Melbourne Gardens exhibits a broad range of Bamboo from different regions of the world across the entire site and maintains a consolidated collection within the Bamboo Collection beds. A key objective of the Bamboo collection is to highlight the significant ethnobotanical uses of bamboo and grasses and the vital role they contribute to for life on earth and highlights the threats to grass biodiversity and biomes they support.
The Collection is important to support the following:
- to display a diverse selection of Poaceae (bamboos and grasses)
- to provide a suitable selection of taxa for reference material and plant identification
- to support plant conservation programs through ex situ cultivation of threatened species
- to display and interpret key characteristics, ethnobotanical uses and role of grasses for life on Earth.
Significance of Bamboo and Grasses
Bamboo are the fastest growing plants in the world with a growth rate of up to 20cm a day. These plants have a broad range of importance and uses such as building houses, medicine, young shoots are edible, leaves are used for making mats, hats and baskets, clothing, musical instruments, weapons and many more.
Find out what plants grow at Melbourne Gardens.
Bambusa balcooa - Is a large clumping bamboo reaching 12-22m tall with a diameter of 6-15cm. It originates from north eastern India where it grows in monsoonal affected areas with high rainfall. However in cultivation it grows in most soil types. Because of its strength it’s often used as scaffolding, building houses, fishing boats among other things.
Phyllostachys nigra - Commonly known as Black Bamboo, this bamboo originating from China is medium size running growing (spreading Rhizomateous) 3-7m tall diameter 1-4cm wide as it grows the new culms are green and as it ages turns black/purple. Used as ornamental plant it’s considered to be a weed in New South Wales.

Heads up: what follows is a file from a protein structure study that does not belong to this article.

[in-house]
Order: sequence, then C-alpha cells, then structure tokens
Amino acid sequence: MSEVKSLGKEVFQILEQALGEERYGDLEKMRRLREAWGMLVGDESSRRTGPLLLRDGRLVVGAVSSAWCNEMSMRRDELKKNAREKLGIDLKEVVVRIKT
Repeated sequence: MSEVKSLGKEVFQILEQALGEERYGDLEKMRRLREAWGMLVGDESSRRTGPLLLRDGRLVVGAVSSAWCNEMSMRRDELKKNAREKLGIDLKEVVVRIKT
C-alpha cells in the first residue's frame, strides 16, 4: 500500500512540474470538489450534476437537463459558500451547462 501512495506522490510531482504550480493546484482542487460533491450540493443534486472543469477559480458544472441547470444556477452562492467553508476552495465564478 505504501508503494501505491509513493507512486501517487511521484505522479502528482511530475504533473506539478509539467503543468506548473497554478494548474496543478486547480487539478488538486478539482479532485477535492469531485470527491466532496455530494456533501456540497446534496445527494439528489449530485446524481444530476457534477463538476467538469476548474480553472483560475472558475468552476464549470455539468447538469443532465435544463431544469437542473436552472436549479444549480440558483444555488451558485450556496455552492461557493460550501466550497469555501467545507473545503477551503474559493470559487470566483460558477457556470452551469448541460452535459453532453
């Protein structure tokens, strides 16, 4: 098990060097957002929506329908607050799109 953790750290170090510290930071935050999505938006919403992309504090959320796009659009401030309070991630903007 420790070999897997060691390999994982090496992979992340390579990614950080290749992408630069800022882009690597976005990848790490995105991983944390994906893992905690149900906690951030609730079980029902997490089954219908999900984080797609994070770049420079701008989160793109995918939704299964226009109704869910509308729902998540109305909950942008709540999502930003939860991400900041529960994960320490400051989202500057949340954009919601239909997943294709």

Xanthorrhoea australis - Found in the corner of south eastern Australia. It can grow up to 4m tall with a spike growing up 2m which produces multiples of individual white/creamy flowers between October and December. However it could a number of years for the flower to be produced.
Poa ensiformus - Commonly known as Purple Sheath or Sword Tussock Grass. This Australian native grass is a tufted dense grass that grows 0.3-0.5m with flower stems of 1.2m high. The flowers are pyramidal shape, green to purplish flowers October- March. It is often used for ornamental planting, erosion control and grown around embankments. Indigenous people use the leaves for basket making and as strings.
Themeda triandra - This tussock perennial grass is commonly found throughout Australia. It is drought resistant grass can grow from 40-90cm tall producing seed heads that are rusty-red in colour in the summer to autumn time. Great in native landscapes.
After three seasons, the cane reaches maturity and may live for up to ten years or more.
There are two main types of bamboo - ‘clumping’ and ‘running’ types. Running types may be rampant and need to be kept in check.
Many of the planted bamboos are in plastic pots so do not require a lot of maintenance in this regard, yet the existing spp., such as Phyllostachys aurea, do.
Drainage must be good and watering is most essential in dry periods as they do not like being dehydrated.
Thinning of bamboo is of great value to the clumps. Dead culms need to be removed annually. Large culms at five to six years can be removed also, and smaller culms at three to four years. Small or unhealthy bamboo should also be removed annually. This allows greater growth of the younger culms. For the running bamboo, where shoots appear in undesirable places they need to be cut or removed at a very young age.
Feeding and mulching.
Bamboos require a lot of Nitrogen and this can be obtained either with artificial or organic materials such as compost. This can be applied in early spring and also in early summer before the best growing season of the rhizome.
Silica (Sio2 ) is also important for plant growth and so the bamboo leaves that die and fall to the ground are useful as a source of this mineral. If it is thought that the plants are lacking in this , then Bentonite is a good supply of this nutrient.
There is no regular pattern of flowering for bamboos and some may not flower in a generation. However, some bamboo may even die upon flowering and so unless aware of this factor may be unpleasantly surprised.
Running bamboo plants when flowering need to be maintained by plucking out the flowering spikes as soon as they appear. This reduces the strain on the plant’s growth and can prolong the lifespan of the plant. If the plant is not going to die after flowering then if left without treatment for over ten years the culms will reach the size of the previous generation. This is because a new rhizome system needs to be developed independently.
The area where the Bamboo Collection is planted was previously occupied by shrubs of little botanical or landscape value. A basis of about five different bamboos were already established and because the site was thought appropriate (underground water without a soggy soil ) a display of other interesting bamboos was planned by Roger Spencer together with the Landscape Planner at the time.
1993 Bamboo Bed redeveloped and opened
1994 Grass Garden consolidated.